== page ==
Paris luthier casts renewed doubt over ‘Titanic violin’

Paris luthier casts renewed doubt over ‘Titanic violin’


norman lebrecht

October 16, 2013

The Paris instrument maker Frédéric Levi has been following with professional interest the story of Wallace Hartley’s violin that supposedly went down with the Titanic. M Levi does not dispute the various tests that have been carried out on the instrument over the past seven years, but he poses a simple question:  why has the object not been presented for examination to a qualified luthier?



M Levi has been in touch with the auctioneers and told them that he finds various inconsistencies with the story of the violin – the state of preservation, tempering of the  varnish and more.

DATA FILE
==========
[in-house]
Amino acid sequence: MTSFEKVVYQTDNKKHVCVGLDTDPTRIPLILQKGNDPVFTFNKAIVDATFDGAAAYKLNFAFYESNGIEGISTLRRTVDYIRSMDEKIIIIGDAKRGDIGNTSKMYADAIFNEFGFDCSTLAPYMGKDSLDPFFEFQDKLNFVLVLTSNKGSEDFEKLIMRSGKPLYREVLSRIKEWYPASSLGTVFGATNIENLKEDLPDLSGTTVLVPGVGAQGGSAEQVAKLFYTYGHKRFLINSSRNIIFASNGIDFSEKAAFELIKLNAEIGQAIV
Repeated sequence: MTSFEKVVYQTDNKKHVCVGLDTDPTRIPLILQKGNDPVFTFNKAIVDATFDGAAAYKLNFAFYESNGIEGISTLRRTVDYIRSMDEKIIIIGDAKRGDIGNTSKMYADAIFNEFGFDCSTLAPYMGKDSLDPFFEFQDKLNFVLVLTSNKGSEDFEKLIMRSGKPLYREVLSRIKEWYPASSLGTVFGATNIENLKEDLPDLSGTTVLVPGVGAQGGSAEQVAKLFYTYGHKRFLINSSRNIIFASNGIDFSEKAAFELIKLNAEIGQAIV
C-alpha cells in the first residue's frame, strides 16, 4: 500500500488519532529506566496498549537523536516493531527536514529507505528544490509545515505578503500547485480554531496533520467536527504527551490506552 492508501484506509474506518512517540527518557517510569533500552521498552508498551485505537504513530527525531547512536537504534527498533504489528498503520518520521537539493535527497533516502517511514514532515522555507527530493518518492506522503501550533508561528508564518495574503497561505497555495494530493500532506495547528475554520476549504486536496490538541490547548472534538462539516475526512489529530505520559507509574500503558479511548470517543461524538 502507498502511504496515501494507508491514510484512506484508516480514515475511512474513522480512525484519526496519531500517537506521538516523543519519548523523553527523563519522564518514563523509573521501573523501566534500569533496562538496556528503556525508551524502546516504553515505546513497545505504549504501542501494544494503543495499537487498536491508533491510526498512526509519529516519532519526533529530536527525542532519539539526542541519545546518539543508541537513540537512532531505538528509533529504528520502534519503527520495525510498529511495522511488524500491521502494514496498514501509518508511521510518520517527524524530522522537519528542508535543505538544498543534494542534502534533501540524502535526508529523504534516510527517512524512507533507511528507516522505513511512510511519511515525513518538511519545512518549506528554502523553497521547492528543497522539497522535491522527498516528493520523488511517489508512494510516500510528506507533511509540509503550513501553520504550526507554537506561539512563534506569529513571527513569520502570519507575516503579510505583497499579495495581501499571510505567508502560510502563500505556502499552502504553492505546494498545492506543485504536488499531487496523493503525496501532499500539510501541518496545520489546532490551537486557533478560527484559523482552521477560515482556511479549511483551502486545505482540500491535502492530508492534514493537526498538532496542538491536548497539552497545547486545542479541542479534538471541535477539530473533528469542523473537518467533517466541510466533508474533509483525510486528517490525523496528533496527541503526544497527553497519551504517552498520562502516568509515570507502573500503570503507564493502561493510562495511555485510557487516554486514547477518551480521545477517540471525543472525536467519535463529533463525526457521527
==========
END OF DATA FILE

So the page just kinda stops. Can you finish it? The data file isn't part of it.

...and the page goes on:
He adds that, in his experience, immersion in water would not cause cracks on the front , and that traces of glue suggest  attempts at repair that were not connected to any immersion. His concerns add a further dimension of doubt.

The mass media, meanwhile, continue to repeat unfounded claims and speculative values.




  • Tangentially, I came across the following:

    “Following the disaster, the relatives of at least one but probably all of the musicians received an invoice and statement from the shipping agency. Incredibly, the statement explained that since the deceased musician’s contract had terminated at the moment the band could no longer play, his wages, reduced pro-rata, were insufficient to meet expenses incurred on his behalf, including White Star lapel insignias for his bandsman’s tunic, sewing White Star buttons on his uniform and his sheet music. This was conveyed without any expression of sympathy or regret.”

    – John Swift, former Secretary of the Musicians Union of Ireland

    Rest of the post here: